“To film, or not to film, that is the question”: the impact of bootleg filming on Broadway

Filming Broadway shows would arguably help productions gain a wider audience. But what’s lost in the process?


Photo courtesy of NPR.org

A number of Broadway stars — including Lin-Manuel Miranda of “Hamilton” — have requested that audiences stop filming during performances

Rebecca Walter, Arts & Culture Writer

Every musical theater fan has had the same heartbreak once: listening to a musical’s soundtrack, getting obsessed, then searching ticket prices only to find that the show is no longer running. It’s a feeling I’m familiar with, and one with an obvious solution. 

This brings up the question about filming Broadway shows.  It’s a controversial topic, but with the disastrous effect the pandemic had on live productions and theater, I see it as a logical progression. Once a show closes, it’s either gone forever or will be rehashed after years of waiting. 

Filming Broadway shows is already done frequently, albeit illegally, and posted to Youtube as “bootlegs.” However, this is both a violation of copyright laws, as well as a poor-quality product. Bootlegs have another downside, too; one solely for the one filming. 

“[I don’t] think it’s ethically wrong,” said RV Theater teacher Mr. Pliskin. “I don’t [make bootlegs] because I’m sitting there enjoying the production.” 

The person filming the production misses the experience of the show they’ve paid to see. The purpose of live theater is not only to view a live performance, but to experience a story. To eliminate the loss incurred by filming illegally, professional filming should be produced by a film crew experienced with the story. Instead of a series of battles with stubborn Broadway fans determined to see their favorite shows, a publicly accessible film would end the war.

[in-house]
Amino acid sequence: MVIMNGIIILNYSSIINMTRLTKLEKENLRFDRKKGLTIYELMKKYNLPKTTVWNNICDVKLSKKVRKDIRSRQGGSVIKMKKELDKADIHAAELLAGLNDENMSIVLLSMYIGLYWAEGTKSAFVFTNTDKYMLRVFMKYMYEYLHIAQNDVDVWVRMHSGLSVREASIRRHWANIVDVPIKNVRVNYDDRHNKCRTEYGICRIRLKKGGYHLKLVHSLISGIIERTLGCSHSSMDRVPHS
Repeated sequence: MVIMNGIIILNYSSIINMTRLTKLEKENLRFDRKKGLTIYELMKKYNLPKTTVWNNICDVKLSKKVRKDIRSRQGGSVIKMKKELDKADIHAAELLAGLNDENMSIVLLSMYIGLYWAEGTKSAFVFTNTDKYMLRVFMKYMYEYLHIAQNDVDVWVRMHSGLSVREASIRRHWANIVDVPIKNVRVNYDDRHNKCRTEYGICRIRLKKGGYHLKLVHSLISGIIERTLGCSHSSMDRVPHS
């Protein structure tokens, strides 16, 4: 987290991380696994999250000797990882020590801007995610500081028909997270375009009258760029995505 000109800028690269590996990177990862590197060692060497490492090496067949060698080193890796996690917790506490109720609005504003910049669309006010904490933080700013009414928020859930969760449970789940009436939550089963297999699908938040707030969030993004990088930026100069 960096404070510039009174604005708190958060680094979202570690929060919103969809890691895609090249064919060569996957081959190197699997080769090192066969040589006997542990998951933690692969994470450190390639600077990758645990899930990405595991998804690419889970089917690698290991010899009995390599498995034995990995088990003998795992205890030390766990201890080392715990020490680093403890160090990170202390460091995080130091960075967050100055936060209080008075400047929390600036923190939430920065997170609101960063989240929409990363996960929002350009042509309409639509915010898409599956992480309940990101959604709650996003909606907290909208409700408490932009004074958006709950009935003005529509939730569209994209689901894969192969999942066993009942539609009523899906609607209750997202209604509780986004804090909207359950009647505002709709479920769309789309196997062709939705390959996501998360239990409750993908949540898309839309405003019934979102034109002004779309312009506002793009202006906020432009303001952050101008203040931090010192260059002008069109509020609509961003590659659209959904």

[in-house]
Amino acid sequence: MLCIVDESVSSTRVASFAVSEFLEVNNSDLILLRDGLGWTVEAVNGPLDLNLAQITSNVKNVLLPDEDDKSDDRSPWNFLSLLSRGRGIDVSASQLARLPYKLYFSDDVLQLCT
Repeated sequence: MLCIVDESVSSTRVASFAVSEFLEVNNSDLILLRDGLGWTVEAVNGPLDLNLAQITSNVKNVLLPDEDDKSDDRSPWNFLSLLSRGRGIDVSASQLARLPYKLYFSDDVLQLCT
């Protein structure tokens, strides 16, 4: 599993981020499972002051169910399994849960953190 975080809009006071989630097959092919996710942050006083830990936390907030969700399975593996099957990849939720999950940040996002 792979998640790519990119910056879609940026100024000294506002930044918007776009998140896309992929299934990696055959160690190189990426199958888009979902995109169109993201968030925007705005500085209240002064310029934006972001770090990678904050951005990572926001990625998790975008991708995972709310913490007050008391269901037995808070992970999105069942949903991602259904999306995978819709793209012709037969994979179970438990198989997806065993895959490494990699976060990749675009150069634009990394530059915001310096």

A solution to the cost issue would be advertisements. Any company with an audience of musical theater fans would almost certainly find someone interested in their products on a website with archived Broadway shows. Depending on the ad, a website can earn a few hundred dollars a month. 

Aidan Holmes, a senior involved in the Theater department at RV, said that “having a Broadway show recorded can be profitable for the production, and make [the producers] more money than they would have made from ticket sales alone.” 

The final problem is the defense of intellectual property. Intellectual property in a theater is everything that is a part of the production that is not a living, breathing person. The set design, backdrop and costumes are all included under the umbrella term ‘intellectual property.’ 

The answer is to give all the stage crew (employees who work on the show behind the scenes: building the set, working the lighting or sound, etcetera) a cut of the profits. The amount of money the crew gains from a filmed production would make up for any money lost from copyright violations. Imitations, even if they are uncommon, still take money from the original artists. 

Filming Broadway shows may have a few hurdles to jump, but the reward is an immortalized version of a Broadway show available online forever.